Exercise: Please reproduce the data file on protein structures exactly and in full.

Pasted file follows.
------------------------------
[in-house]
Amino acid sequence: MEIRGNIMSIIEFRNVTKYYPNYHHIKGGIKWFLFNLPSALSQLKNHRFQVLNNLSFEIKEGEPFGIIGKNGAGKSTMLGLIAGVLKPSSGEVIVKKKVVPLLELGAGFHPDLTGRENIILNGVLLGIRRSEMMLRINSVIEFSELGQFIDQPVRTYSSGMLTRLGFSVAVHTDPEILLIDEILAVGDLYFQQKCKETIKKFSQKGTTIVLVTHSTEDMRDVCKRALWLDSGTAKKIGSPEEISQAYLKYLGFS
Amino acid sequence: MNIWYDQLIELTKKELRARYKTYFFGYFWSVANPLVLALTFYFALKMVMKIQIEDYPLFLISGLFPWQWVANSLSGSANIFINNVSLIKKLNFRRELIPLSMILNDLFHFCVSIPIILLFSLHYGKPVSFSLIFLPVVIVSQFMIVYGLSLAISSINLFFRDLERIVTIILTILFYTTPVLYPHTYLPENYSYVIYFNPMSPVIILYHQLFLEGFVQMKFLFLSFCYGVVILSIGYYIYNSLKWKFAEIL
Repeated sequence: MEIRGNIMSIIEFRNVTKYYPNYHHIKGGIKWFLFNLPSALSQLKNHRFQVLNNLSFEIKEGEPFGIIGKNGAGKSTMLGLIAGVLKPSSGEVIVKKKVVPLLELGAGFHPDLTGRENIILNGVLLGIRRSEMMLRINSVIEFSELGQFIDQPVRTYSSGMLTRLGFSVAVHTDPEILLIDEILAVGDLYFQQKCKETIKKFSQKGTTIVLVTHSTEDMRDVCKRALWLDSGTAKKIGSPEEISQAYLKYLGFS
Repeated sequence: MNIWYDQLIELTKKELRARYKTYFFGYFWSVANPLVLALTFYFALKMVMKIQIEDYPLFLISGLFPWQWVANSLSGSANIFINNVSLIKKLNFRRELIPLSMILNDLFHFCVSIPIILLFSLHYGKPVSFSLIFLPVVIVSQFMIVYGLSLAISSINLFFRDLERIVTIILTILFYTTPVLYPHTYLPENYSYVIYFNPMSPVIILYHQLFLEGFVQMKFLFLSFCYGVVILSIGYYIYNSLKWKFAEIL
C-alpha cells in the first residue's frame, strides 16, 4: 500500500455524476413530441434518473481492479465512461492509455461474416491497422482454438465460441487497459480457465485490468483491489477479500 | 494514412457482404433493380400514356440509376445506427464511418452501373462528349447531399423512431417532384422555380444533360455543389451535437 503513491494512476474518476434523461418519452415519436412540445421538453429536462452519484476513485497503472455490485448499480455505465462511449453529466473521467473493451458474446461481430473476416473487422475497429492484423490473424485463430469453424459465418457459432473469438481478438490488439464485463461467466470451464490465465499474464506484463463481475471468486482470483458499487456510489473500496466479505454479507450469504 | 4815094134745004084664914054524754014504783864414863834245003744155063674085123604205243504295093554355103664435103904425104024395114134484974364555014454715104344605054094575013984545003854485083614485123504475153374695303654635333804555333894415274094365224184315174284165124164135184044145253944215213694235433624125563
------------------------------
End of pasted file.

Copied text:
[in-house]
Amino acid sequence: MEIRGNIMSIIEFRNVTKYYPNYHHIKGGIKWFLFNLPSALSQLKNHRFQVLNNLSFEIKEGEPFGIIGKNGAGKSTMLGLIAGVLKPSSGEVIVKKKVVPLLELGAGFHPDLTGRENIILNGVLLGIRRSEMMLRINSVIEFSELGQFIDQPVRTYSSGMLTRLGFSVAVHTDPEILLIDEILAVGDLYFQQKCKETIKKFSQKGTTIVLVTHSTEDMRDVCKRALWLDSGTAKKIGSPEEISQAYLKYLGFS
Amino acid sequence: MNIWYDQLIELTKKELRARYKTYFFGYFWSVANPLVLALTFYFALKMVMKIQIEDYPLFLISGLFPWQWVANSLSGSANIFINNVSLIKKLNFRRELIPLSMILNDLFHFCVSIPIILLFSLHYGKPVSFSLIFLPVVIVSQFMIVYGLSLAISSINLFFRDLERIVTIILTILFYTTPVLYPHTYLPENYSYVIYFNPMSPVIILYHQLFLEGFVQMKFLFLSFCYGVVILSIGYYIYNSLKWKFAEIL
Repeated sequence: MEIRGNIMSIIEFRNVTKYYPNYHHIKGGIKWFLFNLPSALSQLKNHRFQVLNNLSFEIKEGEPFGIIGKNGAGKSTMLGLIAGVLKPSSGEVIVKKKVVPLLELGAGFHPDLTGRENIILNGVLLGIRRSEMMLRINSVIEFSELGQFIDQPVRTYSSGMLTRLGFSVAVHTDPEILLIDEILAVGDLYFQQKCKETIKKFSQKGTTIVLVTHSTEDMRDVCKRALWLDSGTAKKIGSPEEISQAYLKYLGFS
Repeated sequence: MNIWYDQLIELTKKELRARYKTYFFGYFWSVANPLVLALTFYFALKMVMKIQIEDYPLFLISGLFPWQWVANSLSGSANIFINNVSLIKKLNFRRELIPLSMILNDLFHFCVSIPIILLFSLHYGKPVSFSLIFLPVVIVSQFMIVYGLSLAISSINLFFRDLERIVTIILTILFYTTPVLYPHTYLPENYSYVIYFNPMSPVIILYHQLFLEGFVQMKFLFLSFCYGVVILSIGYYIYNSLKWKFAEIL
C-alpha cells in the first residue's frame, strides 16, 4: 500500500455524476413530441434518473481492479465512461492509455461474416491497422482454438465460441487497459480457465485490468483491489477479500 | 494514412457482404433493380400514356440509376445506427464511418452501373462528349447531399423512431417532384422555380444533360455543389451535437 503513491494512476474518476434523461418519452415519436412540445421538453429536462452519484476513485497503472455490485448499480455505465462511449453529466473521467473493451458474446461481430473476416473487422475497429492484423490473424485463430469453424459465418457459432473469438481478438490488439464485463461467466470451464490465465499474464506484463463481475471468486482470483458499487456510489473500496466479505454479507450469504 | 4815094134745004084664914054524754014504783864414863834245003744155063674085123604205243504295093554355103664435103904425104024395114134484974364555014454715104344605054094575013984545003854485083614485123504475153374695303654635333804555333894415274094365224184315174284165124164135184044145253944215213694235433624125563